Rents go up, up... and away
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Rents go up, up... and away

Rents have risen dramatically on the back of foreign demand, with figures showing a single bedroom apartment fetching prices 38 per cent higher than four years ago.

Renting out a one-bedroom flat cost an average of €605 per month last year, an increase of €168 on 2012 prices, according to the National Statistics Office.

The rise for this category of apartment was the biggest recorded by the NSO for three apartment types.

Rent prices for a two-bedroom flat went up by an average of €178 per month, an increase of 29 per cent — in 2015, tenants had to shell out an average of €796 per month for this type of apartment.

The lowest increase was recorded for three-bedroom apartments, but the monthly rent still rose by 23 per cent in the same period, according to the NSO.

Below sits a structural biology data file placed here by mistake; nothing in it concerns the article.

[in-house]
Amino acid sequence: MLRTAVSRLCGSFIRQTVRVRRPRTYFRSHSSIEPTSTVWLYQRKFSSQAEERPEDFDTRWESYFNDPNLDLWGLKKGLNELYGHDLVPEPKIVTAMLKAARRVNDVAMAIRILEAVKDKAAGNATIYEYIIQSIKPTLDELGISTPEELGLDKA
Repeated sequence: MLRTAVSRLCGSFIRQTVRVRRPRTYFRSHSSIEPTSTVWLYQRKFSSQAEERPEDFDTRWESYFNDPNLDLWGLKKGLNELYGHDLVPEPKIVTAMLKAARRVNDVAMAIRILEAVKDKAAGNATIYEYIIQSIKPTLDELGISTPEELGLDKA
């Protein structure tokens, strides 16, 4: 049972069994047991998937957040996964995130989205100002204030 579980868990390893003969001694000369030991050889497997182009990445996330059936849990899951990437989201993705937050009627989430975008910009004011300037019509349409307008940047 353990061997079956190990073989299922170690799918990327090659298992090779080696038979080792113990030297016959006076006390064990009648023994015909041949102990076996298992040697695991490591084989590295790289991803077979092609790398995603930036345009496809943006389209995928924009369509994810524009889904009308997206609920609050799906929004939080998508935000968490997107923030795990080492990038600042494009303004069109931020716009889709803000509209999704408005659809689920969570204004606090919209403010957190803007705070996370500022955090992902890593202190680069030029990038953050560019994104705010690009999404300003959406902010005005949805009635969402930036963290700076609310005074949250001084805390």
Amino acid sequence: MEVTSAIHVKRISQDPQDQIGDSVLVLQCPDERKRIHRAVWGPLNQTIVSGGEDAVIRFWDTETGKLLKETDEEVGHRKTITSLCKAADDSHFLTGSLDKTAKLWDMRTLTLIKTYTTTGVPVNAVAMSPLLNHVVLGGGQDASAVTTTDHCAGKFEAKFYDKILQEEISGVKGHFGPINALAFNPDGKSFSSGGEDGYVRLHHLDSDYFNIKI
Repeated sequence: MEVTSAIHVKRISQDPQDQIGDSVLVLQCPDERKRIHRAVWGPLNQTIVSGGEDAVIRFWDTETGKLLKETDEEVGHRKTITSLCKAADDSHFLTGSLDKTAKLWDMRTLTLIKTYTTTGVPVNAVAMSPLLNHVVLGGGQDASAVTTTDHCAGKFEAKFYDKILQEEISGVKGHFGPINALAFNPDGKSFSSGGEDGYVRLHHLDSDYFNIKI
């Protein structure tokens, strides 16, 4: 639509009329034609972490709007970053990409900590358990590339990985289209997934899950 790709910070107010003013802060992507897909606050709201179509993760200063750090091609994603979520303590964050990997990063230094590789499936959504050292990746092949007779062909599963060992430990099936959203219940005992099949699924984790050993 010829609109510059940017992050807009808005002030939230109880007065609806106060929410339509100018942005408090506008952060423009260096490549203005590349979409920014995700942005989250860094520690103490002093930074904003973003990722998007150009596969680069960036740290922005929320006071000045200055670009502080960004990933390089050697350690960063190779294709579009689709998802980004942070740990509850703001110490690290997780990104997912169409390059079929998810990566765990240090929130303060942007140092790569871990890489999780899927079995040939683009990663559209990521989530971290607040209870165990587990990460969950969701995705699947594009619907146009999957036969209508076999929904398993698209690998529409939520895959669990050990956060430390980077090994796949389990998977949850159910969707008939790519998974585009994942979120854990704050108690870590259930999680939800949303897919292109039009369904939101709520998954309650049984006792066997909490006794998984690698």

All prices are for unfurnished properties and exclude payments for utilities and other charges.


38%

– Rent rise for one-bedroom flat over four years


The annual rent survey is conducted with estate agencies as part of a wider programme used by the EU to adjust the salaries of staff in its institutions.

The NSO said the apartments considered for this exercise had to be of “good or very good quality” – but not luxurious – and in a residential area of good quality.

The figures show the biggest leap in monthly rental prices for single and two-bedroom flats was registered between 2014 and 2015.

In this particular year, the monthly rent for a single bedroom apartment jumped by 23 per cent while that for a two-bedroom apartment by 15 per cent after moderate increases in the previous two years.

Economist Philip Von Brockdorff said higher rental prices were a sign of a booming economy that was attracting many foreign workers, who live in rented accommodation.

With demand going up, prices have been rising and although apartments sought by many foreigners may be in the middle category, this has had a knock-on effect on rental accommodation across the board.

The flipside sees poverty campaigners decrying the increased financial burden being placed on low income families and pensioners living in rented property.

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